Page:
Water Wisdom: IWVWD projects making progress

By DON ZDEBA, IWVWD?General Manager

The Indian Wells Valley Water District maintains a 10-year capital spending program that is updated each fiscal year and reviewed and revised as needed at mid-year. The current plan identifies more than $41 million in projects over the next 10 years. These projects are necessary to ensure the reliability and safety of our production, transmission and distribution systems as well as replace and upgrade critical equipment and improve efficiencies. I thought I would take this opportunity to report the status of the three major projects the district has in progress at this time.

First, the district entered into an agreement with OpTerra Energy Services May 17 for a project to install 2.08 megawatts of solar photo-voltaic at six district sites including the district’s administrative offices and five well sites. The project is being funded with an $8-million loan through Mission Bank. The project scope includes an energy efficiency component involving replacing indoor and outdoor lighting with light-emitting diode lighting and upgrading the heating, ventilating and air conditioning units at the district office. If you have driven by any of the well sites within the project area or driven by the district office, you have no doubt noticed that the panels have been erected and construction is in its final stages with interconnections with Southern California Edison targeted for completion by the end of May. Lighting upgrades are scheduled to commence this month with HVAC units scheduled for replacement in late April.

The project will reduce district electricity spending by about 63 percent with OpTerra guaranteeing 95 percent of the energy savings. The project provides a hedge against rising electrical costs, which will assist in reducing the volatility of water rates. The net savings over a 30-year life for the project is about $9.3 million.

The second major project is the Water Supply Improvement Project approved by the board of directors in May 2012. The two components to the project are upgrading the pumping unit at Well 34 to increase its pumping capacity from 1,200 gpm to 2,000 gpm and drilling a new well (35) equipped to produce 1,200 gpm. The cost of this project is in the neighborhood of $3,350,000. The goal of the project is to provide sufficient redundancy in pumping capacity to be able to continue to meet customer demand following an event or failure impacting a significant portion of our production system. For example, if a mechanical or electrical failure would impact the two arsenic-treatment facilities at the same time during our peak pumping season, 40 percent of our system would be unavailable. The contract to upgrade the pumping unit at Well 34 was awarded to Layne Christensen this month. The first phase will be completed by July with final work completed in the fall when there is less demand on the system.

Hydro Resources West was awarded the contract to drill Well 35. Mobilization occurred in January and the well was completed and cased last month. Well development and aquifer testing are in progress. The final site work including construction of the pumping plant will take place in the next fiscal year, after July 1.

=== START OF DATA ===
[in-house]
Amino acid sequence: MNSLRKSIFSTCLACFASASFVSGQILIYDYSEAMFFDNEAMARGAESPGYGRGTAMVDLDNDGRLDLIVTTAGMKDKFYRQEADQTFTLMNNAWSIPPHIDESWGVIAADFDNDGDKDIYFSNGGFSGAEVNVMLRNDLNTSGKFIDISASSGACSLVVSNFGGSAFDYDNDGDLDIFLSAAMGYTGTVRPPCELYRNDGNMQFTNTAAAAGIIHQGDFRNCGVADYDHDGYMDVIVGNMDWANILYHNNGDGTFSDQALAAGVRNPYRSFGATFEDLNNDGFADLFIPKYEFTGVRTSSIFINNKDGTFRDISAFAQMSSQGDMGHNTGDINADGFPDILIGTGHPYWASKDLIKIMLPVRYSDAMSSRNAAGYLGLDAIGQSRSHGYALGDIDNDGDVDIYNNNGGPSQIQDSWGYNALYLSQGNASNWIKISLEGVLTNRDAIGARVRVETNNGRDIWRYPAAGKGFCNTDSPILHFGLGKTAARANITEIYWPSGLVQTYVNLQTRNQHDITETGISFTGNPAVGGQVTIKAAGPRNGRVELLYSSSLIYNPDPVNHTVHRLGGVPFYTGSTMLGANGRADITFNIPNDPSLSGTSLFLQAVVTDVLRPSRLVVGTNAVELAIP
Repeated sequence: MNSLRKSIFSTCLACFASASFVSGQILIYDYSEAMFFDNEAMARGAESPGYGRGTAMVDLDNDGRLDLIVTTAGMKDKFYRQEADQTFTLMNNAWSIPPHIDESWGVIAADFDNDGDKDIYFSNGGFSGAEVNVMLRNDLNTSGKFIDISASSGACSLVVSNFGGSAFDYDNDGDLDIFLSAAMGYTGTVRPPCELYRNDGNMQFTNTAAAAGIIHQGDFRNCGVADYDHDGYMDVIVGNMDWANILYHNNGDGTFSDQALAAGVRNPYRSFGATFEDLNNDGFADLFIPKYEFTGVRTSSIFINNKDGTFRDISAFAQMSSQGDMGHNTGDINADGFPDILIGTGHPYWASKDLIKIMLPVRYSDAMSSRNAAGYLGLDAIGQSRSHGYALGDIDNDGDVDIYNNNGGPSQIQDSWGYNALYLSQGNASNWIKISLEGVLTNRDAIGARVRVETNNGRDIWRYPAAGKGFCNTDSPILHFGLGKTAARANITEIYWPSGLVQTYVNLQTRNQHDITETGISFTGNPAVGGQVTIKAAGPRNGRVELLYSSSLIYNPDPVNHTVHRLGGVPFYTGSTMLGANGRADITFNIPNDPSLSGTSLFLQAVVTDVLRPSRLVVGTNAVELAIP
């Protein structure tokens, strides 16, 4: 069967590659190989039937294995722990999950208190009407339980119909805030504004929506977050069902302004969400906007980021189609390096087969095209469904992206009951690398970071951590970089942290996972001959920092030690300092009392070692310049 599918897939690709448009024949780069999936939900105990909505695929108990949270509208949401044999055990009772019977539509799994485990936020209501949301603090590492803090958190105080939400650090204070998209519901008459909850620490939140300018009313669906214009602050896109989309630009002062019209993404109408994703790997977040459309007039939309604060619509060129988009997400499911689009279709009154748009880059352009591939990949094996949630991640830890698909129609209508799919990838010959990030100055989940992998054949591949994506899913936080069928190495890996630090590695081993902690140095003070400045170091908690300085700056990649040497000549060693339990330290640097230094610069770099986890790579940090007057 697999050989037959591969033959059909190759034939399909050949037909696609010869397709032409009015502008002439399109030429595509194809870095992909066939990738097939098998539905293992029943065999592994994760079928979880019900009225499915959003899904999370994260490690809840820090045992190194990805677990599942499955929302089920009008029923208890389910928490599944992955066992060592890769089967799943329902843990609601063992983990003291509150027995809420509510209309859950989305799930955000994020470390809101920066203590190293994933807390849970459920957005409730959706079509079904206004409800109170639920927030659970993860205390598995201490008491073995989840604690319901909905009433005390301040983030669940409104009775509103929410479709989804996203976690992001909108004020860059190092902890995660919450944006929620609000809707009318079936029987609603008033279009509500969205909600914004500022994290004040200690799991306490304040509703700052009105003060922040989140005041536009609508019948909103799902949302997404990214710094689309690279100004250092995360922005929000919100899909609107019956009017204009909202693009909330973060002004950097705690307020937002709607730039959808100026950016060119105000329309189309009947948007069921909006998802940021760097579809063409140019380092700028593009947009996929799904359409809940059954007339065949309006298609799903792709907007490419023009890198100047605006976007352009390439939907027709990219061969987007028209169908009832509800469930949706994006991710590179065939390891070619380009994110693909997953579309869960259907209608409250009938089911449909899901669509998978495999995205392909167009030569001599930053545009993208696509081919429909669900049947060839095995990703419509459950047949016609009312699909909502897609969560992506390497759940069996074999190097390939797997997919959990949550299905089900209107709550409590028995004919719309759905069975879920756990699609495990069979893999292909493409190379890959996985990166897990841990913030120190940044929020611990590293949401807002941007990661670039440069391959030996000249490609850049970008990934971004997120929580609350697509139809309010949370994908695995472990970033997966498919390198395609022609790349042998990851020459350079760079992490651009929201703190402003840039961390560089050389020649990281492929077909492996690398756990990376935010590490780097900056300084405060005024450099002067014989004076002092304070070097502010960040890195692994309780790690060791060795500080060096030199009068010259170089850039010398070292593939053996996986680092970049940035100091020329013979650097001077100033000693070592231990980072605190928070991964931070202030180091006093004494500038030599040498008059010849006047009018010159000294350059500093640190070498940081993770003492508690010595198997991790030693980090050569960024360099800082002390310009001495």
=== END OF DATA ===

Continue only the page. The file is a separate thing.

The last major project is the Automated Metering Infrastructure pilot project utilizing Neptune’s migratable R900 radio frequency technology. I featured this project in my last column so I will not go into great detail other than to mention the pilot project involves 468 meters throughout our service area communicating with three new towers and five collector antennas to relay information from those meters to the district office. The enhanced features and capabilities allow customers to monitor their water consumption and the fistrict to alert customers to unusual trends that could indicate a problem. It also provides the fistrict the ability to produce historical consumption graphs detailing daily or monthly usage for a single account when a customer has a concern about his or her bill.

Our staff is learning the nuances of the system, and we have already seen the conservation benefits of being able to identify possible customer leaks. The cost of the pilot project is $500,000. Our plan is to expand the system throughout our service area by Fiscal Year 2019.

These projects are examples of how we are constantly striving to reliably deliver to our customers the best-quality water at reasonable prices while being good stewards of the resource.

Finally, a reminder that Ordinance 100 remains in effect. Beginning April 1, Ordinance 100 allows three days per week of landscape irrigation between the hours of 8 p.m. and 8 a.m. Addresses ending in an even number may water Tuesdays, Thursdays and Saturdays while addresses ending in an odd number may water Wednesdays, Fridays and Sundays. No landscape watering on Mondays.

Details of Ordinance 100 and general information about the district are available on our website, www.iwvwd.com.

For information related to state and local water issues, I encourage you to regularly visit the district’s Facebook page (IWV Water District).

Story First Published: 2017-03-24